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Office of Emergency Management

Our mission is to assure that County Government and the general public are prepared for any emergency. We manage the County's response to major emergencies and coordinate with all relevant County, State and Federal departments, offices and leadership and maintain strong partnerships with other jurisdictions.


In the Spotlight

Be Prepared!

  • Build a Kit
    • Have enough food, water and other supplies to last each family member 72 hours
    • Baby products: formula and diapers if you have an infant
    • Include prescription medications and eyeglasses
    • Don't forget your pets!  Include additional water and food for them, also!

    For complete info:
  • Take Action
    • Anne Arundel County OEM, FEMA and NOAA are just one part of the emergency management team that works to prepare and respond to disaster. A key member of the team is the public. That is why we are encouraging everyone to do their part and prepare now, so that you know what do when severe weather strikes.
    • This year, we ask families, communities and businesses to be force of nature by taking the pledge to prepare at
    • When you pledge to prepare, you will take the first steps to making sure that you and your family are prepared for severe weather. These steps include developing a family communications plan, putting an emergency kit together, keeping important papers and valuables in a safe place, and getting involved in your community to encourage preparedness. Visit for more on family preparedness for severe weather.
    • Stay informed by having multiple sources for weather alerts - NOAA Weather Radio, an adaptive weather radios for individuals with access and functional needs, NWS Weather Wire Service,, and Wireless Emergency Alerts. Subscribe to receive alerts at
  • Be an Example
    • Building a Weather-Ready Nation requires the action of all of us. Each and every person across the country has the potential to be a force of nature when it comes to weather-readiness.
    • Studies show that individuals need to receive messages a number of ways before taking appropriate action. Many are more likely to act when the messages are received from a trusted source- family, friends, or a community leader. By sharing your preparedness actions with your community you are being a force of nature.
    • History teaches that a lack of awareness and preparation are common threads among all major weather threats. Knowing your vulnerability and what actions you should take can save your life and others.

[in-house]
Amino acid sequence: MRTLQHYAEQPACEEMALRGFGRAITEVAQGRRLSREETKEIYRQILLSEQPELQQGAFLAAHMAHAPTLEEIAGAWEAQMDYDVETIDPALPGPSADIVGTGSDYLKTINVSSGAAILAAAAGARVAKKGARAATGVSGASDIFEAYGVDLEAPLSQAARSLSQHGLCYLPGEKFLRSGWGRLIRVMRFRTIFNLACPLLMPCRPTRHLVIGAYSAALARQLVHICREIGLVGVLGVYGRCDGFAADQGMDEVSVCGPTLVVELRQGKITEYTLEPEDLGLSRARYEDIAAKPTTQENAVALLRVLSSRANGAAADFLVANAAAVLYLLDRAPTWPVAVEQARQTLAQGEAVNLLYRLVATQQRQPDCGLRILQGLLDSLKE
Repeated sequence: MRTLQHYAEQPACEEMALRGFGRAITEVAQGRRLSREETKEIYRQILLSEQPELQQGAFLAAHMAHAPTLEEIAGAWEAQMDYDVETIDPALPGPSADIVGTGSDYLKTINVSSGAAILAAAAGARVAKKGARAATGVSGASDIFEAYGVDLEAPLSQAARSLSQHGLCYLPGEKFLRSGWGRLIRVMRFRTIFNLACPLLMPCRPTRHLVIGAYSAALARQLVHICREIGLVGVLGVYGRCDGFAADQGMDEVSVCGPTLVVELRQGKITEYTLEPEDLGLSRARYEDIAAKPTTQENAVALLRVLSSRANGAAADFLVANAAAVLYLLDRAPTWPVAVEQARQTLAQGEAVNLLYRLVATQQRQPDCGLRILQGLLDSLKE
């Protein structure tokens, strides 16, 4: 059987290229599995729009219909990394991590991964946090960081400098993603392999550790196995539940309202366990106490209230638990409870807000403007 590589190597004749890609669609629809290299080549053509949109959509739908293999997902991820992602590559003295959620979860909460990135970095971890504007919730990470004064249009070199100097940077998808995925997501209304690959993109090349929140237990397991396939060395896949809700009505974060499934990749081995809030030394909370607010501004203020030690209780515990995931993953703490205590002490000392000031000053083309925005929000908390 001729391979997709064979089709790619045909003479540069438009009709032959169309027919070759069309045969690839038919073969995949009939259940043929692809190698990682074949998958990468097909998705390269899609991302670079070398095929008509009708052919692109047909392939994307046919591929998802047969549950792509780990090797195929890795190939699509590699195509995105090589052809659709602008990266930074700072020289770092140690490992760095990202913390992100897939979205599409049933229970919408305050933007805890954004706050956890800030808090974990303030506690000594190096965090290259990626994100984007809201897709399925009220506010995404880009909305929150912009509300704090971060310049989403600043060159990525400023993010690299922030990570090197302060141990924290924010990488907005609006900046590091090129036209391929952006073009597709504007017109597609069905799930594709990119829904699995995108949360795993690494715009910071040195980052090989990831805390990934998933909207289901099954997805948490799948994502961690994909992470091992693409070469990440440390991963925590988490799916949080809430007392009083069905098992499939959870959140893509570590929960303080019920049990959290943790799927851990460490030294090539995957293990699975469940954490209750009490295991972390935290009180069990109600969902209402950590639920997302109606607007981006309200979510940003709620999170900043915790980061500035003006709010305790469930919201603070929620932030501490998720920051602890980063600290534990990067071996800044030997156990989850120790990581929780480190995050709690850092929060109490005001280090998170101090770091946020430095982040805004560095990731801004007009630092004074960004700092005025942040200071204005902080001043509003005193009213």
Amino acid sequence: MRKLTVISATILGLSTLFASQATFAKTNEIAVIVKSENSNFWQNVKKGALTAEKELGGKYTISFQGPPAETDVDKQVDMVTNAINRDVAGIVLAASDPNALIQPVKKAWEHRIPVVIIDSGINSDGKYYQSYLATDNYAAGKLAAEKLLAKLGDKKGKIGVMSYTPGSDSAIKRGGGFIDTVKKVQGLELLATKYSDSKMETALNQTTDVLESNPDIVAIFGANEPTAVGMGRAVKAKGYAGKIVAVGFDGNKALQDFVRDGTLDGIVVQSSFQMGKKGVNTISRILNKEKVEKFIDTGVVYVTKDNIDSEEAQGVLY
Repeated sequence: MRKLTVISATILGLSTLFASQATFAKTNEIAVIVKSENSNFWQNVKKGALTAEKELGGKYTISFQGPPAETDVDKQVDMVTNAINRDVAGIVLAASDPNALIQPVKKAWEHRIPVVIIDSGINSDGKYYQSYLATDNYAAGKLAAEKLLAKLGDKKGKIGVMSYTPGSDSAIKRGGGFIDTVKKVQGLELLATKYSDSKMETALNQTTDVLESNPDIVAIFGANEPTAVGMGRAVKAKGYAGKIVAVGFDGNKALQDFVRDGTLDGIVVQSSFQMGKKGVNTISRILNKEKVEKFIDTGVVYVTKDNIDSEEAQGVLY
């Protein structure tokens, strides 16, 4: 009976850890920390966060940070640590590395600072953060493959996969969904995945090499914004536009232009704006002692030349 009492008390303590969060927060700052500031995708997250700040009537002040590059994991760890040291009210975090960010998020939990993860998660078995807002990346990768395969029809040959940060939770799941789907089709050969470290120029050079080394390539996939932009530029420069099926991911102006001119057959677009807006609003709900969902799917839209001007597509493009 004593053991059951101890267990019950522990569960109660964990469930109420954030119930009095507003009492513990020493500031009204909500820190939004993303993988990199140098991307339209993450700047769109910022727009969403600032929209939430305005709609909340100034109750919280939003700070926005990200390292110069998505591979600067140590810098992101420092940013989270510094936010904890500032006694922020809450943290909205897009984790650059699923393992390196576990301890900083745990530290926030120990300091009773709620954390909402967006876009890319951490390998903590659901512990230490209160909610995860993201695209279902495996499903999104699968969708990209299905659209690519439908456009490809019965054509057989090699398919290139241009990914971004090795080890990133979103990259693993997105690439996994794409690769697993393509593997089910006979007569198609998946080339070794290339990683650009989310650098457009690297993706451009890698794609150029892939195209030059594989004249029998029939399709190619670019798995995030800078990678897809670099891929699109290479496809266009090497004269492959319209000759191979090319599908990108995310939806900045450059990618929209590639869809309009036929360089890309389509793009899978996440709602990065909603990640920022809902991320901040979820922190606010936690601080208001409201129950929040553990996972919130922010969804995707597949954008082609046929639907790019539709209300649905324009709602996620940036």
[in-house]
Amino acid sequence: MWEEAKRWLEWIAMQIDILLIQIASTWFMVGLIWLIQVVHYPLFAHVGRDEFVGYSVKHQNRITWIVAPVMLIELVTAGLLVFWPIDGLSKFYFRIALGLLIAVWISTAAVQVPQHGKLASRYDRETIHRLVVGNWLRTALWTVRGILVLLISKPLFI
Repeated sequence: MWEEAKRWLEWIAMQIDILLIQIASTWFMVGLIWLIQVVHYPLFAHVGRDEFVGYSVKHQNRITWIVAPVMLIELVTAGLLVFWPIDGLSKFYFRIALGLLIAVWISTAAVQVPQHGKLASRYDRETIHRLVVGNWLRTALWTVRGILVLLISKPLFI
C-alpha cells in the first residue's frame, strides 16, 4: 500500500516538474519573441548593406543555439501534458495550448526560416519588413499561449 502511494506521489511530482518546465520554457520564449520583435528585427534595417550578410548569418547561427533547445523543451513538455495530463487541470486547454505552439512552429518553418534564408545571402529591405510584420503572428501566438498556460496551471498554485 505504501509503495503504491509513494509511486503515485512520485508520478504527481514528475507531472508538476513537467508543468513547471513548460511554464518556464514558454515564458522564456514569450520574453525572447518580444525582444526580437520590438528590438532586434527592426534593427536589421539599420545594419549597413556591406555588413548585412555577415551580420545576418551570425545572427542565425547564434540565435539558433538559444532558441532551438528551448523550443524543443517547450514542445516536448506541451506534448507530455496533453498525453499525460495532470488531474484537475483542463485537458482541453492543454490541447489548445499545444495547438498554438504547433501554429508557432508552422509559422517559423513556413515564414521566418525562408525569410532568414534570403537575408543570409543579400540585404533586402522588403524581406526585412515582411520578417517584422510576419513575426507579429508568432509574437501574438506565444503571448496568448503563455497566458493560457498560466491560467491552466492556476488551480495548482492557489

• During this preparedness week we ask you to be a force of nature – Know your risk, take action and be an example by sharing what you have done, with your friends, family, coworkers, and others.
    • Once you have taken action, share your story with your family and friends. You can create a video and post it to YouTube or another video sharing site, or post your story on Facebook, LinkedIn, Twitter, or through other social media sites.
  • What Can You Do?
    • Ensure that you and your family members know about your surroundings and risk for specific weather. Stay informed by having multiple sources for weather alerts.
    • Have an emergency plan in place, and know what to do before severe weather strikes. Exercise the plan with your family and post it in your home where visitors can see it.
    • As part of tailoring your plans, consider working with others to create networks of neighbors, relatives, friends and co-workers who will assist each other in an emergency. Discuss your needs and responsibilities and how people in the network can assist each other with communication, care of children, pets, specific needs like the operation of durable medical equipment or how we can inform someone with a hearing loss about impending severe weather .
    • Identify an appropriate shelter in your home, neighborhood and community ahead of time. Share this with your neighbor.
    • Learn how to strengthen your home and business against severe weather. Pass this on at a community gathering, local service organizations or faith-based meeting.
    • Find out from local government emergency management how you will be notified for each kind of disaster and sign up for additional alerts through social media and local news. Understand these local warning systems and signals and share your knowledge with your coworkers, friends. Email these resources to your friends, post to your social media account.
    • Often the real "first responders" to an emergency don’t have flashing lights and sirens. They are moms and dads, store managers, and teachers. What they do before, during, and after an emergency can save lives.
    • Once you have taken action share your story with your family and friends. Create a YouTube video and post your story through a social media site.
    • During National Severe Weather Preparedness Week, we emphasize the need for individuals, families, businesses, and nonprofits to prepare emergency plans, and to know what to do before severe weather strikes. More information on tornadoes and severe thunderstorms is available at and




Disaster Dispatch Newsletter

Fall 2017
December 2016
July 2016



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